Claims for Work-Related Stress Injury


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Workplace stress injuries are usually of the physical variety, stemming from repetitive movements that cause muscle strain and conditions like carpal tunnel syndrome. And in rare cases, work-related stress can result in compensable mental or emotional injury. In the sections that follow we'll take a closer look at both kinds of on-the-job stress injuries.

Physical Stress Injuries at Work

Physical stress injuries are fairly easy to identify. Examples of physical stress injuries related to work could include an administrative assistant suffering from carpal tunnel syndrome due to typing, or a person who stocks shelves at a warehouse suffering a chronic back injury from heavy lifting. In both examples, an employee performs an activity at work over a period of time and suffers a physical problem as a result.

What are your options when it comes to these kinds of repetitive stress injuries at work? You ordinarily cannot file a lawsuit against your employer because of workers' compensation laws (which are in place in every state), but the workers' compensation system does provide a remedy to injured employees.

Under the worker's comp system, are entitled to a portion of your average earnings while you are out of work receiving treatment due to the injury. In most cases, to receive these benefits, you must make a timely incident report to your human resources department and/or to your company's insurance carrier, and get the workers' compensation claims process started. Ordinarily, you must seek medical treatment so that a physician can determine whether your condition was indeed linked to jour job duties and functions. As part of the claim process, you may be required to undergo an Independent Medical Examination by a doctor of the workers' comp insurer's choosing, to confirm that your injury is work-related. While this exam is deemed "independent," it is usually anything but. You might want to contact an attorney before going through such an exam.

In any event, for any repetitive stress injuries that were not preexisting and are related to your physical activity on the job, as part of your workers' compensation benefits you should be able to receive:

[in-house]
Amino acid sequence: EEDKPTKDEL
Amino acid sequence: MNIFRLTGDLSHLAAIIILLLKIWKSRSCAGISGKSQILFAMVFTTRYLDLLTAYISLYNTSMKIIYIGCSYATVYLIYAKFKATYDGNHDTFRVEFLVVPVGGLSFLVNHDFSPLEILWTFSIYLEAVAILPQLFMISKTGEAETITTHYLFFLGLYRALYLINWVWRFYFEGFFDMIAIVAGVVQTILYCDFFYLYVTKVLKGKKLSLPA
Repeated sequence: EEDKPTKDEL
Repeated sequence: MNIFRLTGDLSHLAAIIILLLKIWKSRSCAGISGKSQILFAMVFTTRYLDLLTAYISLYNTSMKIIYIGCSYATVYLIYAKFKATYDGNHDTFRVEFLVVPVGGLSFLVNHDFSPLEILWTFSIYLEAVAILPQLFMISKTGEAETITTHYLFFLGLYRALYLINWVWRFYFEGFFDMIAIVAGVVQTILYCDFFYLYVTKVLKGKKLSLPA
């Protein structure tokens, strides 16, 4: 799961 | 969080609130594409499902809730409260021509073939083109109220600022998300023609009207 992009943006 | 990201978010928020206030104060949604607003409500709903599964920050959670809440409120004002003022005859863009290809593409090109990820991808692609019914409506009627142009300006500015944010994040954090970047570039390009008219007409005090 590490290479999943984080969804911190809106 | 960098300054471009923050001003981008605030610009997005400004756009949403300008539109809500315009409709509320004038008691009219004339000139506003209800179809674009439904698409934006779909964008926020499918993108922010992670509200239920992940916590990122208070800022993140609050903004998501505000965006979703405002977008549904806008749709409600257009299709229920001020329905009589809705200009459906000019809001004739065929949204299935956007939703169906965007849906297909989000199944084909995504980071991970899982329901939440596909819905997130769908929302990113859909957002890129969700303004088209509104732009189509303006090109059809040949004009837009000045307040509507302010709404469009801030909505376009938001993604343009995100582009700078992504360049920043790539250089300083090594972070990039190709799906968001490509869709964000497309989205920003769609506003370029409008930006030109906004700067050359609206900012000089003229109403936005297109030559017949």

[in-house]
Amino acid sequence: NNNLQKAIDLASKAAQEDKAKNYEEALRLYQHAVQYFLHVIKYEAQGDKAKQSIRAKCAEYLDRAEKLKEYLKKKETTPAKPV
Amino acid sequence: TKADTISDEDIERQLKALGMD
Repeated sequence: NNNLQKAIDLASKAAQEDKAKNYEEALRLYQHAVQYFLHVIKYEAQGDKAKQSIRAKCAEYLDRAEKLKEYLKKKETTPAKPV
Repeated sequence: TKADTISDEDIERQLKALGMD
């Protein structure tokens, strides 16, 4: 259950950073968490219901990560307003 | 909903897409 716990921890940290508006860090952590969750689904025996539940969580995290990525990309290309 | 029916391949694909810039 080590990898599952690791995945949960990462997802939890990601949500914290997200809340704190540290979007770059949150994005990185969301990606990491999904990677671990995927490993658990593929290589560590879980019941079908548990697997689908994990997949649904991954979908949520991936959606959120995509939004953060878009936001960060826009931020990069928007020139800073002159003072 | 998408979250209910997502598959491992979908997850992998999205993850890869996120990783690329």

Once you return to work (assuming you can), make sure to ask your employer to take steps to help you, such as making sure your work station is ergonomically correct, or limiting your lifting until you have fully recovered. Of course, make sure you follow your doctor's advice about restrictions on your activity at work as you heal from the work-related injury.

Emotional Stress Injuries at Work

Emotional stress injuries are more difficult to prove and, therefore, it is harder to receive compensation for them. Worker's compensation laws vary by jurisdiction, but in some states, they do not cover claims for emotional stress. This may be because it is more difficult to demonstrate that emotional distress resulted from your job as opposed to another area of life outside work.

If the conduct that causes you stress is egregious though, and if it is not covered by worker's compensation, it may be actionable outside of the worker's compensation system. That is, it may be possible to file a lawsuit for negligent infliction of emotional distress, or even intentional infliction of emotional distress. Typically, you'll need to prove some pretty outlandish conduct on the part of the defendant (your employer or a co-worker), so these kinds of claims would usually involve more than just typical on-the-job stress.

In some states, you may be able to pursue an employment disability claim for job-related stress and anxiety, but these claims also set a pretty high bar. 

So, if you feel that you are suffering from emotional stress at work, what can you do? First and foremost, tell someone about it. Discuss it with your superiors and, if necessary, make a formal report. Such documentation will become a part of your employment file and could be useful evidence no matter what type of action you decide to take. If your company has specific rules about the way claims are reported, including to whom they are made, whether they need to be in writing, or whether there is a time limit for filing them (i.e., they must be filed within 60 days from the date of the event causing the injury), make sure that you follow those rules so that your rights will be protected.

It may also be helpful to talk with trusted co-workers and to have them make notes about events they personally observe, in case you need witnesses. Finally, keep a journal. Write down dates and events, who was present, what was said, and how you handled it. Be as specific as you can. The more detail you include, the more helpful if will be later if you decide to pursue a legal remedy.

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